If you buy a cheap synthetic shoe you’ll increase the likelihood of tinea (athletes foot) which rises massively in closed-in shoes and wet weather.

When buying, look at the breathability. Leather and mesh are always better options.

Ask your footwear provider to make certain that what you are buying is appropriate- after all, they are the experts.

www.thepodiatrist.co.nz

www.kidsnmotion.co.nz

www.scooters.net.nz

 

How to Buy Children’s Shoes

A well-made shoe that fits right is not only more comfortable for your children, but can help them avoid injury. Do you know what features you should look for in your child’s footwear?

A pair of well-made shoes can keep children safe from foot problems such as sprains and strains, both in class and on the playground

Here are some tips for how to buy children’s shoes.

  • Children’s feet change with age. Shoe and sock size may change every few months as a child’s feet grow. Shoes that don’t fit      properly can aggravate the feet. Always measure a child’s feet before buying shoes, and watch for signs of irritation.
  • Never hand down footwear. Just because a shoe size fits one child comfortably doesn’t mean it will fit another the same way. Also, sharing shoes can spread fungi like athlete’s foot and nail fungus.
  • Examine the heels. Children may wear through the heels of shoes quicker than outgrowing shoes themselves. Uneven heel wear can indicate a foot problem that should be checked by a podiatrist.
  • Take your child shoe shopping. Every shoe fits differently. Letting a child have a say in the shoe buying process promotes healthy foot habits down the road.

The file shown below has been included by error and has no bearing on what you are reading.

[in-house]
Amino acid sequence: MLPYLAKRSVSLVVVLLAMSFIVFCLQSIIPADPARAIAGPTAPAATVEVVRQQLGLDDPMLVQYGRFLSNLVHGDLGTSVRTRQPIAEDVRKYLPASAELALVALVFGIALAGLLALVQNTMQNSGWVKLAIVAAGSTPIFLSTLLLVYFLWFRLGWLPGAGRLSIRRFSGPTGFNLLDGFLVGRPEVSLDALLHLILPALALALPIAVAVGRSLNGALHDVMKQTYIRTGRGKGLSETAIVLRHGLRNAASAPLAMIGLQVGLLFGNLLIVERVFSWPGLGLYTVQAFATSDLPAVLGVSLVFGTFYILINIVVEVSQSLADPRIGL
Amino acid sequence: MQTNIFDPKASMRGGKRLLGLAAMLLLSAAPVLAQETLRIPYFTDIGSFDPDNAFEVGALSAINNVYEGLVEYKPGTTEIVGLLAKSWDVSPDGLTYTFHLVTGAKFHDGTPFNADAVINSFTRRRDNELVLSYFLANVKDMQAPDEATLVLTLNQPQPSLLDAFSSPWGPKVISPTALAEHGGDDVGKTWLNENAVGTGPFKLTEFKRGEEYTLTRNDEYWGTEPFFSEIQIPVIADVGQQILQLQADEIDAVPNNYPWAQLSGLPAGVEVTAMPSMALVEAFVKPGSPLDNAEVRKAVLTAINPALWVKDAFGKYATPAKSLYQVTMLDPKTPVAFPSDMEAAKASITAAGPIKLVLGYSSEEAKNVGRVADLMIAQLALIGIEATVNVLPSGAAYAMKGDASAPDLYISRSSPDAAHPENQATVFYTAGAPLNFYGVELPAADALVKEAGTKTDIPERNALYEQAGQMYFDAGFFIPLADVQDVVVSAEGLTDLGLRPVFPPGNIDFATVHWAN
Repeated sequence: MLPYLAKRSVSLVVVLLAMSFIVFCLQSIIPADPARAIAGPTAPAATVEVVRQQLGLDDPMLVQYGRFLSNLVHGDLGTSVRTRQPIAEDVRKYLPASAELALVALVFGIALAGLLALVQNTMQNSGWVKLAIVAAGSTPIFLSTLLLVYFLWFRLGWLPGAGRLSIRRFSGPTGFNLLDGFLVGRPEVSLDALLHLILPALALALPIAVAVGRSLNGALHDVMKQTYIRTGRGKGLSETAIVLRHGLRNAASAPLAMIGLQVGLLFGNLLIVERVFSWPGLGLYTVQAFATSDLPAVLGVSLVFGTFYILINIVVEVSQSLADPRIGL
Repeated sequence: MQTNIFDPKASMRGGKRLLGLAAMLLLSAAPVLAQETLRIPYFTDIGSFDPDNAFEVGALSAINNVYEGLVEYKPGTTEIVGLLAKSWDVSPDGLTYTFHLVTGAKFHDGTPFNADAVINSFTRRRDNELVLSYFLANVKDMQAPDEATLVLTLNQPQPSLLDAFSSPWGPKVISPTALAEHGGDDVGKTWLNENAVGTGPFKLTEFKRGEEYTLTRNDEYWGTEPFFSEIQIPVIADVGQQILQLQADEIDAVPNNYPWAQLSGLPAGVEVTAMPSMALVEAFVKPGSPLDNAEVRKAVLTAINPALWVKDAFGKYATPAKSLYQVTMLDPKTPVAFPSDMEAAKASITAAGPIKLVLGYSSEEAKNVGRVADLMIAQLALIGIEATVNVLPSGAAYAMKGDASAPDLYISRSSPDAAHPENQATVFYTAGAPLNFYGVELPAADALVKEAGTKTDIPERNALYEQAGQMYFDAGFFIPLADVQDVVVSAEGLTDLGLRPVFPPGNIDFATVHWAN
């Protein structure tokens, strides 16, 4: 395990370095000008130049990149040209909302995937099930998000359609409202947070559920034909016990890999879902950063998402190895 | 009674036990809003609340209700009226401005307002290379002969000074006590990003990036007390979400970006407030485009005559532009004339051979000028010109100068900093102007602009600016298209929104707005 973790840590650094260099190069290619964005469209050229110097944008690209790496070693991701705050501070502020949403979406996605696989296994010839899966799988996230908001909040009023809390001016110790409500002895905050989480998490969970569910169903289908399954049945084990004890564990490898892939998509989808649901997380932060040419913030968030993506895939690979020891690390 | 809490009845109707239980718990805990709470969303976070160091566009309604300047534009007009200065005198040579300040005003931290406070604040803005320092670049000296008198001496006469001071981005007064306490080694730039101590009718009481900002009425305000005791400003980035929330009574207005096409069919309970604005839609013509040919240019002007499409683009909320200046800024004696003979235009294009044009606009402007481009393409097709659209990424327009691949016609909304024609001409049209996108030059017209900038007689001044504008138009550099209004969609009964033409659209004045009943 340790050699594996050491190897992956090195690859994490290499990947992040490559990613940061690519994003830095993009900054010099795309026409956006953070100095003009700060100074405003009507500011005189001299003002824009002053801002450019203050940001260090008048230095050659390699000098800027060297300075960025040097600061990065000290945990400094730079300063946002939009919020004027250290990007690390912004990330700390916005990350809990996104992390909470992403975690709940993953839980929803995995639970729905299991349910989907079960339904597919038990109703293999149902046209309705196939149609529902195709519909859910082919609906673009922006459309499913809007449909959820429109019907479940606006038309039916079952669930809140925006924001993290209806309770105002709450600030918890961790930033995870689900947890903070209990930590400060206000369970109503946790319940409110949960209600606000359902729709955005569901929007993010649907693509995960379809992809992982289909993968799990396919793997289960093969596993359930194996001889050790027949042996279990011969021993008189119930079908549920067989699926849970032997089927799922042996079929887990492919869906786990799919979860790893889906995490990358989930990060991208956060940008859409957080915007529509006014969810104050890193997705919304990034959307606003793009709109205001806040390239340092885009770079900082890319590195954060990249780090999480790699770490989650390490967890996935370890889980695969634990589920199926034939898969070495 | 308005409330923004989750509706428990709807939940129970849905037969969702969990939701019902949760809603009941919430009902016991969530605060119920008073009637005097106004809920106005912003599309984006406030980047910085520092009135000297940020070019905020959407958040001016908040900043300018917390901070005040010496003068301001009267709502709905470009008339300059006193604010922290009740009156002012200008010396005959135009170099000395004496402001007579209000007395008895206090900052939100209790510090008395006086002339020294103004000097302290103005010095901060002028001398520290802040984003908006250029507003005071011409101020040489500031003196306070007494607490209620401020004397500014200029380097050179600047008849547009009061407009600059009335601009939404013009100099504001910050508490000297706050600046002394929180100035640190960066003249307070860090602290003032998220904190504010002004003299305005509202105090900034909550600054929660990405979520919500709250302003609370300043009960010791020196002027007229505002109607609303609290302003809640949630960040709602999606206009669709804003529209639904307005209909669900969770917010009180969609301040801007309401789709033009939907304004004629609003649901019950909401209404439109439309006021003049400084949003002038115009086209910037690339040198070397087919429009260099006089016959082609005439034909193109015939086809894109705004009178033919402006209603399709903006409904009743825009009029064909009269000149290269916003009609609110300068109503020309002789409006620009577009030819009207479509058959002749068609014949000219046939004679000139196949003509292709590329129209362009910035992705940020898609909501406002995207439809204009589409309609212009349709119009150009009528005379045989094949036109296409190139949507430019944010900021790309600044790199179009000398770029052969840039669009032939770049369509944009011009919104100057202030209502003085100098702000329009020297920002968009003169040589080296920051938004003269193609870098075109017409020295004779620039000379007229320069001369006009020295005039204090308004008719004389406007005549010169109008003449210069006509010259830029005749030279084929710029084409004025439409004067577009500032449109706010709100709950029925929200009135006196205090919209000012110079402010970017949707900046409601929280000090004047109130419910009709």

• Always buy for the larger foot. Feet are seldom precisely the same size. Buy shoes that do not need a “break-in” period. Shoes should be comfortable immediately. Also make sure to have your child try on shoes with socks or tights, if that’s how they’ll be worn

Tips for Buying Children’s Athletic Footwear.

A child’s court shoe:

  • should support both sides of the foot, due to the quick lateral movements and weight shifts in court sports; and
  • provide a flexible sole for fast changes of direction.

A child’s running shoe:

  • should provide maximum shock absorption to help runners avoid ailments such as shin splints and knee pain; and
  • control the way your child’s heel strikes the ground, so the rest of the foot can fall correctly.

Athletic socks:

  • should be made of a natural/synthetic blend, as this helps “wick” away moisture best; and
  • not contain any large seams that can cause blisters or irritation.

Visit The Podiatrist if you have any questions.

www.thepodiatrist.co.nz

www.kidsnmotion.co.nz

www.scooters.net.nz